Taking Back Embedded: The Erlang Embedded Framework

By Erlang Central | Published: March 18, 2013

Erlang was originally designed to control telephony switches at Ericsson which, by definition, are embedded systems. Somewhere along the line the application area changed dramatically and now Erlang is being used to tackle challenges which involve gratuitous amount of parallelism and “The Cloud”.
The Internet of Things is the physical extension of cloud which describes how everyday objects around us will become sources of data that will transform our daily lives. Analysts forecast the number of Internet connected devices to reach 50 billion within the next decade, which signifies that we need to think of new ways to architect these new generation of connected devices.
This talk will demonstrate how, by creating a layered architecture for hardware modules and partitioning up complex systems in smaller units, testing becomes easier, runtime errors are contained and the architecture becomes maintainable. Using Erlang processes as compositional units to describe these systems is a new proposal which stands out and challenges conventional approaches.
Talk objectives: This talk aims to provide an overview of the current state of Erlang in the embedded domain and talk about our plans to help speed up the adoption rate of Erlang in embedded projects.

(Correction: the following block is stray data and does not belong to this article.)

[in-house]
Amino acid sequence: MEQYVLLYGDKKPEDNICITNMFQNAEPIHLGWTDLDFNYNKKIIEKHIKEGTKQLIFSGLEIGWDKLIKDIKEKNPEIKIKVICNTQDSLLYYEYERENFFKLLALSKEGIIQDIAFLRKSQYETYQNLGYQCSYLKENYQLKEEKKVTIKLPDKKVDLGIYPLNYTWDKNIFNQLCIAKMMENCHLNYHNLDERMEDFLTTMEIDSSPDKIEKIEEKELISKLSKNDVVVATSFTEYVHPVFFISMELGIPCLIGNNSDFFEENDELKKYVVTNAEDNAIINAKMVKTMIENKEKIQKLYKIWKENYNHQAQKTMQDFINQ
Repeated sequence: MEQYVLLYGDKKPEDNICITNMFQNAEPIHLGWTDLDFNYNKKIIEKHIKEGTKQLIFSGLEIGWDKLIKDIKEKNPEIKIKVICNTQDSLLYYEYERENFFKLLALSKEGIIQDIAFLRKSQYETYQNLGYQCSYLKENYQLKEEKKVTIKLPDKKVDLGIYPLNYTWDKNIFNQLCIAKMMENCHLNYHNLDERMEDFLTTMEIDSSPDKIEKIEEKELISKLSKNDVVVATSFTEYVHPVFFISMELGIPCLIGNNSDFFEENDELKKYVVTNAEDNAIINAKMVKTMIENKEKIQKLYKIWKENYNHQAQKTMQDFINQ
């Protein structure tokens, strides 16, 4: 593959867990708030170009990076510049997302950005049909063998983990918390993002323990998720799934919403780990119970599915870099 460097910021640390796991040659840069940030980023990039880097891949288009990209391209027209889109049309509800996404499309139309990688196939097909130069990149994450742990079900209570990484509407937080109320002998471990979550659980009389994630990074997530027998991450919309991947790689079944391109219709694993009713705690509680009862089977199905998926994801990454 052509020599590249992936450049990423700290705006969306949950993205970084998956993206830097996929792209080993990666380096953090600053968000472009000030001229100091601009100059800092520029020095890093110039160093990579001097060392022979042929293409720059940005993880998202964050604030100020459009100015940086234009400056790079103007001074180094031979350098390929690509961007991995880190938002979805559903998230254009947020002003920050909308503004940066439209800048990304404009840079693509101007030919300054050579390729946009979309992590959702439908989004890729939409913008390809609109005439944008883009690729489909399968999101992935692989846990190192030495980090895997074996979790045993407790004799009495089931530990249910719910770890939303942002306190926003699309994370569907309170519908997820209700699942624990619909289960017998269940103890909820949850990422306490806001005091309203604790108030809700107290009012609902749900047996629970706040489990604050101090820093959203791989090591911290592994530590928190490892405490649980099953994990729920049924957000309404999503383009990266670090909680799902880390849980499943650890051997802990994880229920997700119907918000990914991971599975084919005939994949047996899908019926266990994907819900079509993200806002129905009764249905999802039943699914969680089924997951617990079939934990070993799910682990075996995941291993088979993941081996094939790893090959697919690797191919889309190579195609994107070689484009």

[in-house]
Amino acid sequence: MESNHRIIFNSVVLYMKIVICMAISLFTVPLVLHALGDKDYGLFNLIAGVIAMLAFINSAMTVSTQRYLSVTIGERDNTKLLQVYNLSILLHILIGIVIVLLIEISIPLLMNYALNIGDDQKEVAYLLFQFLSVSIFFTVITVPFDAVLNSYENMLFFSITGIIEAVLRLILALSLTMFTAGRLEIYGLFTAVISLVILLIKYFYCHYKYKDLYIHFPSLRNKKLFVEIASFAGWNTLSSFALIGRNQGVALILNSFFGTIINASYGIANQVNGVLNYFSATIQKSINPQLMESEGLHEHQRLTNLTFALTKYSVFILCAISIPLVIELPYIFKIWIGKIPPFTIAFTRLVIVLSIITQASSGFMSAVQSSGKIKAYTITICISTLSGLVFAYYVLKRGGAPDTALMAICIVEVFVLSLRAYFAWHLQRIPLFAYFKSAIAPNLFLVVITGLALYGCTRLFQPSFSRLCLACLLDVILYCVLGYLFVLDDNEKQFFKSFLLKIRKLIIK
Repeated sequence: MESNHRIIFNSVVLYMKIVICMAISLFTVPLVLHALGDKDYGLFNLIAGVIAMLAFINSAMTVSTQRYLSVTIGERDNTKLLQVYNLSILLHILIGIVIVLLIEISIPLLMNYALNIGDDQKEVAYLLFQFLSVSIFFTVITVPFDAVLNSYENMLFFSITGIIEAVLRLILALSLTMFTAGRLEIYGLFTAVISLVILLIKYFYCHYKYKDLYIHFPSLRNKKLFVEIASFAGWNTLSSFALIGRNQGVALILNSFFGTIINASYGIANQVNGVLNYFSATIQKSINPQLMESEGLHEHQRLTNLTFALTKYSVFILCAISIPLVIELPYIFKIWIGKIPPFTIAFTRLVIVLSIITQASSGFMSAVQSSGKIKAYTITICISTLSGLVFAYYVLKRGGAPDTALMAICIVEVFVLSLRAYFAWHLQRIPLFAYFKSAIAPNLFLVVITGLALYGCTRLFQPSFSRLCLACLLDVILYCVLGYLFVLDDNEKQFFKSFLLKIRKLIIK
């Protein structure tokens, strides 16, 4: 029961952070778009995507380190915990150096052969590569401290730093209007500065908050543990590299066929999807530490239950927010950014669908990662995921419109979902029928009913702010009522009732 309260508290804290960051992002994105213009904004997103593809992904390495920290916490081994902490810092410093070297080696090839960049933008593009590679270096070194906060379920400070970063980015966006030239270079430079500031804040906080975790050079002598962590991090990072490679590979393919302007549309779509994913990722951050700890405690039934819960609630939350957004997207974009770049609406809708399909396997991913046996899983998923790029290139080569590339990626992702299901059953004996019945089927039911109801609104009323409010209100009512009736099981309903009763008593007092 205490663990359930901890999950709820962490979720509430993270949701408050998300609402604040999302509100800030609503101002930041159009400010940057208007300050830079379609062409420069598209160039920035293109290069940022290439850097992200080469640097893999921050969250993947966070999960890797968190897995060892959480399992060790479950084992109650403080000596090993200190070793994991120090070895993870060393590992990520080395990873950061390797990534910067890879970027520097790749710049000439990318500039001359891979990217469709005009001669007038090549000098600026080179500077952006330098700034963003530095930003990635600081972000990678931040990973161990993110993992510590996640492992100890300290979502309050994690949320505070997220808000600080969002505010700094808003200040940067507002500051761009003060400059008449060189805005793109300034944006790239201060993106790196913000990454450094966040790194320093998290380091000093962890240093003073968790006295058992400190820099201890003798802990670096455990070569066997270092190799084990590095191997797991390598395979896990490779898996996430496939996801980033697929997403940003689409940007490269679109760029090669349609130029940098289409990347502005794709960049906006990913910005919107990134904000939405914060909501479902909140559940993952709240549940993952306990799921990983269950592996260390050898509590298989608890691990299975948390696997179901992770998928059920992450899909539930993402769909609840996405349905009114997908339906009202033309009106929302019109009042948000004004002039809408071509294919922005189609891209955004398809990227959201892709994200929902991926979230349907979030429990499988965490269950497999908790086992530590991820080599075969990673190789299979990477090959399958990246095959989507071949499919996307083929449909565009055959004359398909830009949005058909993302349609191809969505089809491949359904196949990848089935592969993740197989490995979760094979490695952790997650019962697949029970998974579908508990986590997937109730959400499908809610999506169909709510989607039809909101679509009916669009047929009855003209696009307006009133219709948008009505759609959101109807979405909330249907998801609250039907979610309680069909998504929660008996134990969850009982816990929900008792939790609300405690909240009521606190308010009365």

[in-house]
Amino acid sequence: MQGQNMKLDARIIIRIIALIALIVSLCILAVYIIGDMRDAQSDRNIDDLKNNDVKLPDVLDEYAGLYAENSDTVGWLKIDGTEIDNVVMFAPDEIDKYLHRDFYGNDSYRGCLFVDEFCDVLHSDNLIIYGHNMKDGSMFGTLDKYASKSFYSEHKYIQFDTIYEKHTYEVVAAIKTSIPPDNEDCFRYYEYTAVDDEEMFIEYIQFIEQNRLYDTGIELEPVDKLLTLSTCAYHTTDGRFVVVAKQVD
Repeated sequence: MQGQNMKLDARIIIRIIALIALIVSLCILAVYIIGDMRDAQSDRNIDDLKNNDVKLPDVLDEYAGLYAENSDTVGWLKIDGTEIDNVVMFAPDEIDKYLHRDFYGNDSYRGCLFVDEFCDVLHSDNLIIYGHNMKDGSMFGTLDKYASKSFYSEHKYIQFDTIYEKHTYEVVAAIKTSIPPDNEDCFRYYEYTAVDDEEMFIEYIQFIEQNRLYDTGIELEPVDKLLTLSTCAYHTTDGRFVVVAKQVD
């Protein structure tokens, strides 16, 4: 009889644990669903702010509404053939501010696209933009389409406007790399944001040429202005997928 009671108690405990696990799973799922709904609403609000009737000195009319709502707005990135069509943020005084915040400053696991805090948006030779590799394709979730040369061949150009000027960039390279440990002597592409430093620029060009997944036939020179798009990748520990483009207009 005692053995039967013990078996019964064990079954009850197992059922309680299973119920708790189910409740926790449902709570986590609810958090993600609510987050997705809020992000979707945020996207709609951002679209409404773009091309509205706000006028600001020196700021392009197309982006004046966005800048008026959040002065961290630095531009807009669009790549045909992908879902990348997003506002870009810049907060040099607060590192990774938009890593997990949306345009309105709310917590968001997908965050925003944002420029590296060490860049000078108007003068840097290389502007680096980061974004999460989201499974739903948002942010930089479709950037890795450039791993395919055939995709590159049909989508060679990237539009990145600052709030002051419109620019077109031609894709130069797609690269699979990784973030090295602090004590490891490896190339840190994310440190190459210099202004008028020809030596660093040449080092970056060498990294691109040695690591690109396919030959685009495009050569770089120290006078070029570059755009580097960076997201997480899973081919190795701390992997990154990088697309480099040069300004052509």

Target audience: Hardware and software engineers interested in discovering new tools and methodologies for tackling the next generation of connected embedded devices.


  • Omer Kilic

    Embedded Systems Engineer at Erlang Solutions
    Erlang Solutions

    Omer is an Embedded Systems Engineer working on Erlang Embedded, a Knowledge Transfer Partnership project in collaboration with University of Kent which aims to bring the benefits of concurrent systems development using Erlang to the field of embedded systems; through investigation, analysis, software development and evaluation.

    Before joining Erlang Solutions, Omer was a research student in the Embedded Systems Lab at the University of Kent, working on a reconfigurable heterogeneous computing framework as part of his PhD thesis. He was also the technical editor for the Raspberry Pi User Guide published by Wiley.

    Omer Kilic

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